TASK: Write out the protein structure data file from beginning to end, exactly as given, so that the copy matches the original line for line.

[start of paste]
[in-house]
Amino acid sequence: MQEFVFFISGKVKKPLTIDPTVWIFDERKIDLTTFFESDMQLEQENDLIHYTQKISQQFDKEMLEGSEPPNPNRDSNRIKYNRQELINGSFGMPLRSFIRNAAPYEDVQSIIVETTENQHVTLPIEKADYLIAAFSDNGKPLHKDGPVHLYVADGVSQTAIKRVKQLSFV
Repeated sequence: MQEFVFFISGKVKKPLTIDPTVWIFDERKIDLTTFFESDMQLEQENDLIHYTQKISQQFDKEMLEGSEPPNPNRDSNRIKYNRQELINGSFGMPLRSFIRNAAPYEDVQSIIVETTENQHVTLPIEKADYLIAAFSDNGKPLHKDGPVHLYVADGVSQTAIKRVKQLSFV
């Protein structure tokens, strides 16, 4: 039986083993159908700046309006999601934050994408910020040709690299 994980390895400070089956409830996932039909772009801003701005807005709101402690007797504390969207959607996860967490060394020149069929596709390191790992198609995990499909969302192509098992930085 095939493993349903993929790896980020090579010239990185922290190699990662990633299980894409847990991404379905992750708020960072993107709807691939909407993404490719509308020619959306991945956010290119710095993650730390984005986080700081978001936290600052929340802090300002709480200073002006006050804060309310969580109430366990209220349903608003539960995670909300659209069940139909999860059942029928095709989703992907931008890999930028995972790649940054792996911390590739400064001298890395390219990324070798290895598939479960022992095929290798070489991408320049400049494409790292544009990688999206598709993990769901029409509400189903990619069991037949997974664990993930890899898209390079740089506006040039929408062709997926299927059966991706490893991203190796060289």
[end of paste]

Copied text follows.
[in-house]
Amino acid sequence: MQEFVFFISGKVKKPLTIDPTVWIFDERKIDLTTFFESDMQLEQENDLIHYTQKISQQFDKEMLEGSEPPNPNRDSNRIKYNRQELINGSFGMPLRSFIRNAAPYEDVQSIIVETTENQHVTLPIEKADYLIAAFSDNGKPLHKDGPVHLYVADGVSQTAIKRVKQLSFV
Repeated sequence: MQEFVFFISGKVKKPLTIDPTVWIFDERKIDLTTFFESDMQLEQENDLIHYTQKISQQFDKEMLEGSEPPNPNRDSNRIKYNRQELINGSFGMPLRSFIRNAAPYEDVQSIIVETTENQHVTLPIEKADYLIAAFSDNGKPLHKDGPVHLYVADGVSQTAIKRVKQLSFV
């Protein structure tokens, strides 16, 4: 039986083993159908700046309006999601934050994408910020040709690299 994980390895400070089956409830996932039909772009801003701005807005709101402690007797504390969207959607996860967490060394020149069929596709390191790992198609995990499909969302192509098992930085 095939493993349903993929790896980020090579010239990185922290190699990662990633299980894409847990991404379905992750708020960072993107709807691939909407993404490719509308020619959306991945956010290119710095993650730390984005986080700081978001936290600052929340802090300002709480200073002006006050804060309310969580109430366990209220349903608003539960995670909300659209069940139909999860059942029928095709989703992907931008890999930028995972790649940054792996911390590739400064001298890395390219990324070798290895598939479960022992095929290798070489991408320049400049494409790292544009990688999206598709993990769901029409509400189903990619069991037949997974664990993930890899898209390079740089506006040039929408062709997926299927059966991706490893991203190796060289």